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EMA calls for meprobamate sedatives to be suspended

Pfizer’s Equanil among medicines said to carry risk of serious side effects

European regulators have recommended suspending the use of medicines containing the sedative meprobamate due to their risk of serious and potentially fatal side effects.

Meprobamate has been associated with a number of unwanted effects, including confusion, loss of consciousness, addiction, severe withdrawal symptoms, overdose, coma and even death and drugs affected by the European Medicines Agency's (EMA) recommendation include Pfizer's Equanil and Wallace Laboratories' Miltown.

The EMA began its review in the second half of 2011 following a decision from the French drug regulator, Afssaps, to suspend use of oral meprobamate products after mounting concern about the drug's side effects.

Following its own review of safety and efficacy data, the EMA's Committee for Medicinal Products for Human Use (CHMP) also determined that the risks of meprobamate did not outweigh the benefits.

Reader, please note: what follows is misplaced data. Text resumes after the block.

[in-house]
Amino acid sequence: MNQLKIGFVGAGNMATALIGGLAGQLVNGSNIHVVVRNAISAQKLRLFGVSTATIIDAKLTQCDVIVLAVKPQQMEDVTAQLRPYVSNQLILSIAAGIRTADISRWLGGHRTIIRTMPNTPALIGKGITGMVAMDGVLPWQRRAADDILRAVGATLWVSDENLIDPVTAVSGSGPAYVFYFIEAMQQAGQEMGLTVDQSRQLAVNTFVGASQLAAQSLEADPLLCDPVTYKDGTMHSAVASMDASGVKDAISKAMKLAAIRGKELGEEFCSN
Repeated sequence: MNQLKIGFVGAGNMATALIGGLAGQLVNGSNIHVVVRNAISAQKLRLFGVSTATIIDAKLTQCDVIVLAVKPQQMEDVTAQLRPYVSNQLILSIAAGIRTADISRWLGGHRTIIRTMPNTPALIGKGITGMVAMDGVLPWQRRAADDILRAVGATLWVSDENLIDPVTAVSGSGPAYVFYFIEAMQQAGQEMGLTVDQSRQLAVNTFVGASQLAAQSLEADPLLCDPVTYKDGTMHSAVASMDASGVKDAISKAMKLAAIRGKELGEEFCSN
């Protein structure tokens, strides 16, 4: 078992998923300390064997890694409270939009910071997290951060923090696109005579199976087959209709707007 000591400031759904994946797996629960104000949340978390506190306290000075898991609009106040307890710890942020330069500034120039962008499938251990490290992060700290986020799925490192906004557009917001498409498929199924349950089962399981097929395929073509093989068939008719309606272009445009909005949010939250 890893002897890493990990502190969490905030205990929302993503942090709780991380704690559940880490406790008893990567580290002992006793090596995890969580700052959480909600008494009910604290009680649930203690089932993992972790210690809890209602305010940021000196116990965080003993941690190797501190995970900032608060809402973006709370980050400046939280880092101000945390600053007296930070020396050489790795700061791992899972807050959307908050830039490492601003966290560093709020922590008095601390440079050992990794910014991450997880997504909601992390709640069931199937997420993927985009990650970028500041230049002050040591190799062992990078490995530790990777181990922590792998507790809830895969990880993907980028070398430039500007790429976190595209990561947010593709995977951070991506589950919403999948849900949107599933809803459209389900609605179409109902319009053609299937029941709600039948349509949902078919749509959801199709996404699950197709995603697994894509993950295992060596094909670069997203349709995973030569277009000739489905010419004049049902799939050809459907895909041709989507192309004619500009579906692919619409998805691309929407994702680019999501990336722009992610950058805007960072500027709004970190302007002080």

The CHMP concluded the risks were amplified due to the danger of unintentional overdose, with only a small difference between the treating and harmful doses of the medicine.

Problems with addiction were also noted by the CHMP, with patients suffering serious side effects if treatment was stopped abruptly after use over a long period of time.

With this in mind, doctors are suggested to stop prescribing meprobamate-containing medicines over the next 15 months and consider alternative treatments in line with national recommendations.

The EMA's meprobamate recommendations have been passed to the European Commission (EC), which will make the final decision on the medicines.

23rd January 2012

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